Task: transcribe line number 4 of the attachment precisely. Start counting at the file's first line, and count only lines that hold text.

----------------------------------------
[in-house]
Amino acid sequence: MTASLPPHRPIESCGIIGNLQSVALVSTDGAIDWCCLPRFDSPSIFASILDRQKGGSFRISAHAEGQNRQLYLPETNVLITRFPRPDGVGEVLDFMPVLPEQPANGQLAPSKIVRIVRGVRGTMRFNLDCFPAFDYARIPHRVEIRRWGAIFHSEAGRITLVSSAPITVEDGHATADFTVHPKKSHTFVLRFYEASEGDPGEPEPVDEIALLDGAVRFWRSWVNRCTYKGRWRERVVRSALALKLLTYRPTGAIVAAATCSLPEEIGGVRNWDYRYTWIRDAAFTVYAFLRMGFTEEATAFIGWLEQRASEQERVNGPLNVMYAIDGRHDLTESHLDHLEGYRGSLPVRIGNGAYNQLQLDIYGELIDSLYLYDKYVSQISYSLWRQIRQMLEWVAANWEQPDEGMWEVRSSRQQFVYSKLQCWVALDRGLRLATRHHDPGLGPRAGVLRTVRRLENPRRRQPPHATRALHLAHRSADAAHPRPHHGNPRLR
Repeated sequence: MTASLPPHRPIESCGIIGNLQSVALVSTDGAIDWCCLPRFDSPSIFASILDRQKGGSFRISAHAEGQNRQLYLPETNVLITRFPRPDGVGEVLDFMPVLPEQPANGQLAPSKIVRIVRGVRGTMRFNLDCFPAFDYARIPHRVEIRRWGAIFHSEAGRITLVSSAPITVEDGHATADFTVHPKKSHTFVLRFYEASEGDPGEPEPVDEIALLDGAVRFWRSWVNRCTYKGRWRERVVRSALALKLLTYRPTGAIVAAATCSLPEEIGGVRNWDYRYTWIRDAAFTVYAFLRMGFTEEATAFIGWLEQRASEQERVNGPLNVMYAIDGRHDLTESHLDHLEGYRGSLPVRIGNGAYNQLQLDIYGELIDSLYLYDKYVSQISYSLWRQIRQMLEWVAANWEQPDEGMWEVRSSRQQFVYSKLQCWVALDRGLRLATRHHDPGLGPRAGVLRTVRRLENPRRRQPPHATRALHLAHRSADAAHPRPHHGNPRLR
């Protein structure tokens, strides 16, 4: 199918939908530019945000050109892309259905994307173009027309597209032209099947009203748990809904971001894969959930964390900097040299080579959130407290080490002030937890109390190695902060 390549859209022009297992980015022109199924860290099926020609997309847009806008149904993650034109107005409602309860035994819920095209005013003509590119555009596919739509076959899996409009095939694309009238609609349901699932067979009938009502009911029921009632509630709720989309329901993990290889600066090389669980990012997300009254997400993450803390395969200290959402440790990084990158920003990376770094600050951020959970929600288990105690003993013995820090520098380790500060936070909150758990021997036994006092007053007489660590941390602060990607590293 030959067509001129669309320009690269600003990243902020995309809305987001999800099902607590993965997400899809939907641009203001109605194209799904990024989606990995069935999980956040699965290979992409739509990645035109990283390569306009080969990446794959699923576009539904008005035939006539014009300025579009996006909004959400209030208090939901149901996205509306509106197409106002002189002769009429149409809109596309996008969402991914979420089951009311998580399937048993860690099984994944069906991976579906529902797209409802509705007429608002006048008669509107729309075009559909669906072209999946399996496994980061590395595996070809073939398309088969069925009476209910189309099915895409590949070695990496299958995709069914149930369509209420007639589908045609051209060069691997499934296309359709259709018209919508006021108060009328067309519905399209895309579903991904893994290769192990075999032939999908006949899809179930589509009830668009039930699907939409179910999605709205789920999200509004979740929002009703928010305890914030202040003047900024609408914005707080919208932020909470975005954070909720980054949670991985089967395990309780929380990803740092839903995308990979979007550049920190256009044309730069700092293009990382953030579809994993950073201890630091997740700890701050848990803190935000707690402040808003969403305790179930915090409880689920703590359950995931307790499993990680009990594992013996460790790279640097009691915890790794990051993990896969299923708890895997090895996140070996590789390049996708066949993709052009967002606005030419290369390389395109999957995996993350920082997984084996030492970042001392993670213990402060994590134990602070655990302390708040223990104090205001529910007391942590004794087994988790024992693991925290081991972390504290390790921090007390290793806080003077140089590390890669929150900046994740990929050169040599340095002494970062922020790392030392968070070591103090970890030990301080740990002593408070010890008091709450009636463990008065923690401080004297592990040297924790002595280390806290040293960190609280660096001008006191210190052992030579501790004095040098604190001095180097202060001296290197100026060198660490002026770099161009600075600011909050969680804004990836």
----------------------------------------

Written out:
């Protein structure tokens, strides 16, 4: 199918939908530019945000050109892309259905994307173009027309597209032209099947009203748990809904971001894969959930964390900097040299080579959130407290080490002030937890109390190695902060 390549859209022009297992980015022109199924860290099926020609997309847009806008149904993650034109107005409602309860035994819920095209005013003509590119555009596919739509076959899996409009095939694309009238609609349901699932067979009938009502009911029921009632509630709720989309329901993990290889600066090389669980990012997300009254997400993450803390395969200290959402440790990084990158920003990376770094600050951020959970929600288990105690003993013995820090520098380790500060936070909150758990021997036994006092007053007489660590941390602060990607590293 030959067509001129669309320009690269600003990243902020995309809305987001999800099902607590993965997400899809939907641009203001109605194209799904990024989606990995069935999980956040699965290979992409739509990645035109990283390569306009080969990446794959699923576009539904008005035939006539014009300025579009996006909004959400209030208090939901149901996205509306509106197409106002002189002769009429149409809109596309996008969402991914979420089951009311998580399937048993860690099984994944069906991976579906529902797209409802509705007429608002006048008669509107729309075009559909669906072209999946399996496994980061590395595996070809073939398309088969069925009476209910189309099915895409590949070695990496299958995709069914149930369509209420007639589908045609051209060069691997499934296309359709259709018209919508006021108060009328067309519905399209895309579903991904893994290769192990075999032939999908006949899809179930589509009830668009039930699907939409179910999605709205789920999200509004979740929002009703928010305890914030202040003047900024609408914005707080919208932020909470975005954070909720980054949670991985089967395990309780929380990803740092839903995308990979979007550049920190256009044309730069700092293009990382953030579809994993950073201890630091997740700890701050848990803190935000707690402040808003969403305790179930915090409880689920703590359950995931307790499993990680009990594992013996460790790279640097009691915890790794990051993990896969299923708890895997090895996140070996590789390049996708066949993709052009967002606005030419290369390389395109999957995996993350920082997984084996030492970042001392993670213990402060994590134990602070655990302390708040223990104090205001529910007391942590004794087994988790024992693991925290081991972390504290390790921090007390290793806080003077140089590390890669929150900046994740990929050169040599340095002494970062922020790392030392968070070591103090970890030990301080740990002593408070010890008091709450009636463990008065923690401080004297592990040297924790002595280390806290040293960190609280660096001008006191210190052992030579501790004095040098604190001095180097202060001296290197100026060198660490002026770099161009600075600011909050969680804004990836």